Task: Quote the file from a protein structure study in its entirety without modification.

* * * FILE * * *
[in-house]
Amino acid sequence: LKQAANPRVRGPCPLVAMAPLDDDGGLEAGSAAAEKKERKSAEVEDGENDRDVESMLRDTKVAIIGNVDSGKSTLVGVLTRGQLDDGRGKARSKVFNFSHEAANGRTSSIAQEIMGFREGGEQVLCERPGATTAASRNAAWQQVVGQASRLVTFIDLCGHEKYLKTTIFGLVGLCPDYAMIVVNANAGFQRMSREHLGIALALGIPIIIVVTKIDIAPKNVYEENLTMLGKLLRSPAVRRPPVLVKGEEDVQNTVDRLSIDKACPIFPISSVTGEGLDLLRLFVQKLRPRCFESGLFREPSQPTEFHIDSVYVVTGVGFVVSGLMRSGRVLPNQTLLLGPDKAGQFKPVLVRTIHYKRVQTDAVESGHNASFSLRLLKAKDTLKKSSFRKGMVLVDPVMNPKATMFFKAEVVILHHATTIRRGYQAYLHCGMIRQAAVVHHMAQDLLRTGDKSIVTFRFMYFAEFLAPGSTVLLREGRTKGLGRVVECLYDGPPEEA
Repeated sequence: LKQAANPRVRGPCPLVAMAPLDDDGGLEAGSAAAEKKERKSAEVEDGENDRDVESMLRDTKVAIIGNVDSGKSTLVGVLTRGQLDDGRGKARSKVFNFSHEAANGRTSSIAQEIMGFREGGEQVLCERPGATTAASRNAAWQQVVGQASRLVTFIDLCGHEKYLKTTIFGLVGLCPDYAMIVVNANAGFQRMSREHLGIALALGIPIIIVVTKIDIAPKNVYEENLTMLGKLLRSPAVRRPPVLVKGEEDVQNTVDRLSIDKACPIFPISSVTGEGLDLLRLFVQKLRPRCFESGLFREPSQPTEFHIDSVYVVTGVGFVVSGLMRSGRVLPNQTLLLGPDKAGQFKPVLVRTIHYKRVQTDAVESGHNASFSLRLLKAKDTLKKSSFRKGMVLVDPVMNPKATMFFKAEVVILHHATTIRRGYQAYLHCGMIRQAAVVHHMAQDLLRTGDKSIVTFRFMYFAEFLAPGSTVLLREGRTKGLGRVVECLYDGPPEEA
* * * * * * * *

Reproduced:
[in-house]
Amino acid sequence: LKQAANPRVRGPCPLVAMAPLDDDGGLEAGSAAAEKKERKSAEVEDGENDRDVESMLRDTKVAIIGNVDSGKSTLVGVLTRGQLDDGRGKARSKVFNFSHEAANGRTSSIAQEIMGFREGGEQVLCERPGATTAASRNAAWQQVVGQASRLVTFIDLCGHEKYLKTTIFGLVGLCPDYAMIVVNANAGFQRMSREHLGIALALGIPIIIVVTKIDIAPKNVYEENLTMLGKLLRSPAVRRPPVLVKGEEDVQNTVDRLSIDKACPIFPISSVTGEGLDLLRLFVQKLRPRCFESGLFREPSQPTEFHIDSVYVVTGVGFVVSGLMRSGRVLPNQTLLLGPDKAGQFKPVLVRTIHYKRVQTDAVESGHNASFSLRLLKAKDTLKKSSFRKGMVLVDPVMNPKATMFFKAEVVILHHATTIRRGYQAYLHCGMIRQAAVVHHMAQDLLRTGDKSIVTFRFMYFAEFLAPGSTVLLREGRTKGLGRVVECLYDGPPEEA
Repeated sequence: LKQAANPRVRGPCPLVAMAPLDDDGGLEAGSAAAEKKERKSAEVEDGENDRDVESMLRDTKVAIIGNVDSGKSTLVGVLTRGQLDDGRGKARSKVFNFSHEAANGRTSSIAQEIMGFREGGEQVLCERPGATTAASRNAAWQQVVGQASRLVTFIDLCGHEKYLKTTIFGLVGLCPDYAMIVVNANAGFQRMSREHLGIALALGIPIIIVVTKIDIAPKNVYEENLTMLGKLLRSPAVRRPPVLVKGEEDVQNTVDRLSIDKACPIFPISSVTGEGLDLLRLFVQKLRPRCFESGLFREPSQPTEFHIDSVYVVTGVGFVVSGLMRSGRVLPNQTLLLGPDKAGQFKPVLVRTIHYKRVQTDAVESGHNASFSLRLLKAKDTLKKSSFRKGMVLVDPVMNPKATMFFKAEVVILHHATTIRRGYQAYLHCGMIRQAAVVHHMAQDLLRTGDKSIVTFRFMYFAEFLAPGSTVLLREGRTKGLGRVVECLYDGPPEEA